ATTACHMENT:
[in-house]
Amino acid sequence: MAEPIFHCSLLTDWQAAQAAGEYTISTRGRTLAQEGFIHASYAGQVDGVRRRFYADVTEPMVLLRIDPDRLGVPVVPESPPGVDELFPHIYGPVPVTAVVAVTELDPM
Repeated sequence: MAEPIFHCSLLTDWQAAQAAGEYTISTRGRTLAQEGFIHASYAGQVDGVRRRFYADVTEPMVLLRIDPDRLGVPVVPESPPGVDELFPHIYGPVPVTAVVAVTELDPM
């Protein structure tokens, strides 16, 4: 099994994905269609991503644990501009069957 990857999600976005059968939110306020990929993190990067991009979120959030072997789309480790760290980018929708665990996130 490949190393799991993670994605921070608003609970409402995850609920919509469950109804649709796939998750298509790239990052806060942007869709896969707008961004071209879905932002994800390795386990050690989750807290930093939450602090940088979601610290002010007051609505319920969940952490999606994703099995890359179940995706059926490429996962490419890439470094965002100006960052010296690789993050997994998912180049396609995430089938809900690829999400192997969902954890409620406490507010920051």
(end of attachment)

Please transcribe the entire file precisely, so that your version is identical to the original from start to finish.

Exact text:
[in-house]
Amino acid sequence: MAEPIFHCSLLTDWQAAQAAGEYTISTRGRTLAQEGFIHASYAGQVDGVRRRFYADVTEPMVLLRIDPDRLGVPVVPESPPGVDELFPHIYGPVPVTAVVAVTELDPM
Repeated sequence: MAEPIFHCSLLTDWQAAQAAGEYTISTRGRTLAQEGFIHASYAGQVDGVRRRFYADVTEPMVLLRIDPDRLGVPVVPESPPGVDELFPHIYGPVPVTAVVAVTELDPM
């Protein structure tokens, strides 16, 4: 099994994905269609991503644990501009069957 990857999600976005059968939110306020990929993190990067991009979120959030072997789309480790760290980018929708665990996130 490949190393799991993670994605921070608003609970409402995850609920919509469950109804649709796939998750298509790239990052806060942007869709896969707008961004071209879905932002994800390795386990050690989750807290930093939450602090940088979601610290002010007051609505319920969940952490999606994703099995890359179940995706059926490429996962490419890439470094965002100006960052010296690789993050997994998912180049396609995430089938809900690829999400192997969902954890409620406490507010920051």